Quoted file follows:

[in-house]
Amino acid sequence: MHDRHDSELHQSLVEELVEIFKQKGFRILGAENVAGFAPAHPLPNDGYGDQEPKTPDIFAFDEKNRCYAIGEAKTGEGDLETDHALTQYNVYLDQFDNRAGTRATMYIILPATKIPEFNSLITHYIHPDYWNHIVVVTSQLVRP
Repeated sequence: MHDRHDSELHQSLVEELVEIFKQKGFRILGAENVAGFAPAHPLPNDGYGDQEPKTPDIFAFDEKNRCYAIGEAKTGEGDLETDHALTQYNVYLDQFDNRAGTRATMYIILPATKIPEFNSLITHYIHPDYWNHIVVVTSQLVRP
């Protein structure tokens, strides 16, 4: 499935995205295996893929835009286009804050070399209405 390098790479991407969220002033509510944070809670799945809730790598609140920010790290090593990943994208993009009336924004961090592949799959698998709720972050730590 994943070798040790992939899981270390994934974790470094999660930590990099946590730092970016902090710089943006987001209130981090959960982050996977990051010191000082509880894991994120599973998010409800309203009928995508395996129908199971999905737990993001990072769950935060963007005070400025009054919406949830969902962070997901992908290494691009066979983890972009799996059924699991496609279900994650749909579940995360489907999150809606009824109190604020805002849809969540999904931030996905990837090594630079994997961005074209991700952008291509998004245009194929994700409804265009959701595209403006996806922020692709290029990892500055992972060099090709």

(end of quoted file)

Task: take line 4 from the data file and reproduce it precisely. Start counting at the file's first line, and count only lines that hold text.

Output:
């Protein structure tokens, strides 16, 4: 499935995205295996893929835009286009804050070399209405 390098790479991407969220002033509510944070809670799945809730790598609140920010790290090593990943994208993009009336924004961090592949799959698998709720972050730590 994943070798040790992939899981270390994934974790470094999660930590990099946590730092970016902090710089943006987001209130981090959960982050996977990051010191000082509880894991994120599973998010409800309203009928995508395996129908199971999905737990993001990072769950935060963007005070400025009054919406949830969902962070997901992908290494691009066979983890972009799996059924699991496609279900994650749909579940995360489907999150809606009824109190604020805002849809969540999904931030996905990837090594630079994997961005074209991700952008291509998004245009194929994700409804265009959701595209403006996806922020692709290029990892500055992972060099090709």